Examination of Witnesses (Questions 920-933)|
THURSDAY 4 JULY
Lord Pilkington of Oxenford
920. All we have to do is change our citizenship,
and then we can buy in.
(Ms Clark) It might be worth adding that if the fear
is foreign content there are rules in place at a European level
to protect European consumers from a perceived threat of too much
foreign contact. There are also licence requirements in place
on ITV and Channel 5 and Channel 4 which also can be used.
Nick Harvey: So we can all watch cheap British
programmes at 4 o'clock in the morning.
921. Of course you are right but I think the
real issue is whether the existing content regulatory framework
is robust enough to deal with a completely new ownership structure.
That is a genuine question and one which is worth looking at,
and I think it would be absurd not to relook at all those issues.
It is ridiculous to create an obstacle to investment, but not
to do it at the same time is inviting tears before bedtime.
(Mr Hinton) But I also think, to address the issue
of pre dawn and British programming, any international company
operating in foreign markets knows that the only way you can attract
audience in a market is by providing for that local market. If
the London Times filled itself with columns from the New York
Post, then you can be sure that its circulation would plunge quickly.
You have to accommodate and connect with your local audience,
and I do not think any sensible foreign investor would try to
dump, let alone have the ability to prevent it, a cheap American
programme because it would not work.
Lord Pilkington of Oxenford
922. I accept the point you make about newspapersfor
the whole of the last century the foreign investment in newspapers
from Beaverbrook onwards was enormous and without it it is very
doubtful that the English newspapers would be as active and prosperous
as they are nowbut there is a distinction with television,
particularly with somebody like Time Warner or Disney who have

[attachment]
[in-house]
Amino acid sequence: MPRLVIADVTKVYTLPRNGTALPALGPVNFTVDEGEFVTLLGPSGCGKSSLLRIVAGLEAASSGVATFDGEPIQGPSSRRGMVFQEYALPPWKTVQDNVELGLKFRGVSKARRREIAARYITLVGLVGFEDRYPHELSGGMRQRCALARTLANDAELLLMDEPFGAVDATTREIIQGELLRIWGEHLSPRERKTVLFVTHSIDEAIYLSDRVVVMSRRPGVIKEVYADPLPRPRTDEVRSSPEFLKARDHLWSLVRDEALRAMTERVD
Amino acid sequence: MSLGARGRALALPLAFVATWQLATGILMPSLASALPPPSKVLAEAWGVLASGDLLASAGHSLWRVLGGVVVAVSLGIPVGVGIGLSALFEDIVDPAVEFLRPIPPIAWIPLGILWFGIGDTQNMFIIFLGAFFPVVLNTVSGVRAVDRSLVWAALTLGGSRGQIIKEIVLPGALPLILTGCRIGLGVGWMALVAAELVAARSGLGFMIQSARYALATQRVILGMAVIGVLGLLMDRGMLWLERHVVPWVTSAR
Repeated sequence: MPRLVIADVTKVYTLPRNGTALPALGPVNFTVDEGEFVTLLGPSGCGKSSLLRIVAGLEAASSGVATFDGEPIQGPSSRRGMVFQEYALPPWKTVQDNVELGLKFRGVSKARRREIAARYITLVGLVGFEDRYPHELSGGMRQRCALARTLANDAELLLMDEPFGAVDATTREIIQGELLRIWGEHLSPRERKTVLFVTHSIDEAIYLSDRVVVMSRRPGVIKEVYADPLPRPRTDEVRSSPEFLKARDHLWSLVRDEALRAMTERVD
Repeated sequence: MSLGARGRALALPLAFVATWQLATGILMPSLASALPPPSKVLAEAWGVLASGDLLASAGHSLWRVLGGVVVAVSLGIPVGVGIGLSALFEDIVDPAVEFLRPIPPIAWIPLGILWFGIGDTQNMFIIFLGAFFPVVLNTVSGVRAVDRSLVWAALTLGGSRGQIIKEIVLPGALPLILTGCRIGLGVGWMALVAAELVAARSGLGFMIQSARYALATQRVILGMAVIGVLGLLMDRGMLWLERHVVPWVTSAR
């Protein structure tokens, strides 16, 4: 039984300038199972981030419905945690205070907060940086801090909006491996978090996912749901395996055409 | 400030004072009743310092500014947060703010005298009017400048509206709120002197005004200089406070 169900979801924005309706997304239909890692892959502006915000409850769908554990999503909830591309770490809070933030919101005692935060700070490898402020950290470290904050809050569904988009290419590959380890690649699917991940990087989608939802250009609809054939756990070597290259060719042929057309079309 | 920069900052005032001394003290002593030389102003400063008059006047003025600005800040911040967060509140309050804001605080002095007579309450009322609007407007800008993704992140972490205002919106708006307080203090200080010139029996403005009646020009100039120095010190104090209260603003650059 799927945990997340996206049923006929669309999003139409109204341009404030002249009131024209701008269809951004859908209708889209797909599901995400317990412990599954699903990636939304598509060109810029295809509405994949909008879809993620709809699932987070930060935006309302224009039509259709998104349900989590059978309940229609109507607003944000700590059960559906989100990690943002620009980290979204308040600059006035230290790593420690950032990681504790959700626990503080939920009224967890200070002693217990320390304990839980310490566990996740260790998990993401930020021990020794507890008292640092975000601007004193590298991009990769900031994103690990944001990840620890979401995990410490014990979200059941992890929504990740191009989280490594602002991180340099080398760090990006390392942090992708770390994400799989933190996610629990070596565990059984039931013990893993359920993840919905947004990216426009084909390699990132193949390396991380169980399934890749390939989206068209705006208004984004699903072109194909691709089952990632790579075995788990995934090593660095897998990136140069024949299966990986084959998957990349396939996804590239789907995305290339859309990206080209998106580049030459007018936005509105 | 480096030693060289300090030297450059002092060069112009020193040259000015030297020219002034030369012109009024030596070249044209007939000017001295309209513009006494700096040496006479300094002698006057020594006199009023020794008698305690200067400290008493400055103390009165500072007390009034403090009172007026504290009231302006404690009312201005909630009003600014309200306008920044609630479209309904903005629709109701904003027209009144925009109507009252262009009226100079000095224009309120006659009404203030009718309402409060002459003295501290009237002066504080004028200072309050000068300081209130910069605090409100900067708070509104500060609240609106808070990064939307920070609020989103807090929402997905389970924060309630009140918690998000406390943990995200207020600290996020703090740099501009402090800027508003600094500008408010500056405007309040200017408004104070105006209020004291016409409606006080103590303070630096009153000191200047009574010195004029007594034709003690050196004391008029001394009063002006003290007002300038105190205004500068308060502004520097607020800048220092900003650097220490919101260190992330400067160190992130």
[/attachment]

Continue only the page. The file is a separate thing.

a full production process and on the evidence being presented,
even though they might produce programmes acceptable to the British
audience, could drive out many independent producers. That is
where reciprocity comes in and, as I said earlier, the chances
of getting reciprocity with the US are very remote. Do you see
a worry in that case? I take your point about newspapers but there
is a difference.
(Mr Hinton) I have lived in America and I have been
subjected to the fodder of prime time network television, and
if a British audience were subjected to it they would turn off
in their millions, and I am sure Lord Puttnam with his experience
would agree. I do not think it is an issue.
Lord Hussey of North Bradley
923. News International state "It is consumer
demand that drives content, not ownership". I am bound to
say in the circumstances I find this a slightly surprising comment
but we will pass lightly over that. Shall we put it in a different
way: Is that statement not much more true of newspapers than television,
since in the case of television foreign-originated content has
a clear market value?
(Mr Hinton) As a premise of your question, are you
challenging our position that consumer demand is primarily what
924. I am slightly surprised that it is consumer
demand not ownership, but I pass over that.
(Mr Hinton) But I think it is an important point since
you seem to challenge it.
925. I do not challenge that bit.
(Mr Hinton) Media companies that are successful do
nothing except understand the taste and interests of the audiences
they want to reachthat is what they do. So the skill of
a media company in perceiving what audiences want is what drives
it. I think content is absolutely the king in all of this.
926. I do not dispute thatyou are misunderstanding
me. The point is that television has much more foreign-originating
content and that has a clear market value. Is that not worth something?
(Ms Clark) We completely agree; it does. There is
some great American programming and some bad, and at the moment
the TV companies including the BBC produce and provide foreign-originated
programming because the consumer wants it, so I do not see what
difference there will be when the ownership changes.
927. I do not think it affects ownership; it
is a question of what drives the content.
(Ms Clark) The viewer.
Lord Hussey of North Bradley: Good. Let us leave
it at that.
928. I think possibly what Lord Hussey was saying
is that it is a chicken and egg situation, particularly when it
comes to the world of the media. The media to an extent senses
where there may be demand, creates the demand, stimulates it and
creates an audience. There is a chicken and egg component which
is not true of most widget production.
(Mr Hinton) Right, but I think certainly our experience
with Star TV in Asia is that we only succeed if we produce local
programming that appeals to local tastes, and while it is, I am
sure, possible to broadcast certain Hollywood blockbusters that
have appeal there, by and large you have to accommodate local
tastes and any company entering this market will not thrive unless
it develops local production.
Lord Pilkington of Oxenford
929. I am sorry to stress this but I think you
are being a bit optimistic. You are forgetting the fundamental
fact that the Americans speak the same language. In the course
of my lifetime there have been many and large amounts of amazingly